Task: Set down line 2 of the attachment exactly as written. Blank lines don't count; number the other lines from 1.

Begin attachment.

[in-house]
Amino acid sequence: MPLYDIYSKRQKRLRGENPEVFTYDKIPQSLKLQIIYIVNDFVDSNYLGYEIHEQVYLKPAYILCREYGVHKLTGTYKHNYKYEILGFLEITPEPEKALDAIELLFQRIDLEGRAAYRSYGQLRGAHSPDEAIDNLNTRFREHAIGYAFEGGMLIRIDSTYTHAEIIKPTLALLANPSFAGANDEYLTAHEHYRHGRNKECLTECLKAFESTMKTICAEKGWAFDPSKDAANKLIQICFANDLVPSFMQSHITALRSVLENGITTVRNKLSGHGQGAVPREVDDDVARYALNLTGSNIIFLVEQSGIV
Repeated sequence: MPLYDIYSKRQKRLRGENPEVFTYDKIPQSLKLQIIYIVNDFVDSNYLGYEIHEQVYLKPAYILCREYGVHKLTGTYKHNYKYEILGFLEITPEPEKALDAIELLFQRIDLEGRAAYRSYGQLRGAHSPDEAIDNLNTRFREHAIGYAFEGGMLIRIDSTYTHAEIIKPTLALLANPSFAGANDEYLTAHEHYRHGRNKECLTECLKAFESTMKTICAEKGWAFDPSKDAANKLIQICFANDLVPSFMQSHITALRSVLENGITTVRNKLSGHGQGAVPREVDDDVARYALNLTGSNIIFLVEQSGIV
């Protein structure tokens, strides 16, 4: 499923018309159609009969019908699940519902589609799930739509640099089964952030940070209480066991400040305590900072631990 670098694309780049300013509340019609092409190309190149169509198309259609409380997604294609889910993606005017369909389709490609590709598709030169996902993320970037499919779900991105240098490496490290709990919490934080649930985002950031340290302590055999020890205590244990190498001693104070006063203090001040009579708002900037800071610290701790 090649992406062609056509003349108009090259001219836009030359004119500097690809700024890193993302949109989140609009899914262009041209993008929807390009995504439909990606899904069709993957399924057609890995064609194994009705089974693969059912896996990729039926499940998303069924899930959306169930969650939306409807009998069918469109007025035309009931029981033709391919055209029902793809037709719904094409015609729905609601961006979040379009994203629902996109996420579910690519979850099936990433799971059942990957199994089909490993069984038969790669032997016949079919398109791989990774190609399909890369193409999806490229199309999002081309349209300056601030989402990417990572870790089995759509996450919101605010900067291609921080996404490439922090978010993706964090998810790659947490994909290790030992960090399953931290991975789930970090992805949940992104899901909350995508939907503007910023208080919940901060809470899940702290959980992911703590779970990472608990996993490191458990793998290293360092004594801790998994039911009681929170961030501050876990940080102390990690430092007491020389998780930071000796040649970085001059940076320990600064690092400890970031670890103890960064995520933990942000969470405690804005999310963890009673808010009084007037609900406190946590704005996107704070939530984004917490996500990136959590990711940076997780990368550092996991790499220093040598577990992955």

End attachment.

Amino acid sequence: MPLYDIYSKRQKRLRGENPEVFTYDKIPQSLKLQIIYIVNDFVDSNYLGYEIHEQVYLKPAYILCREYGVHKLTGTYKHNYKYEILGFLEITPEPEKALDAIELLFQRIDLEGRAAYRSYGQLRGAHSPDEAIDNLNTRFREHAIGYAFEGGMLIRIDSTYTHAEIIKPTLALLANPSFAGANDEYLTAHEHYRHGRNKECLTECLKAFESTMKTICAEKGWAFDPSKDAANKLIQICFANDLVPSFMQSHITALRSVLENGITTVRNKLSGHGQGAVPREVDDDVARYALNLTGSNIIFLVEQSGIV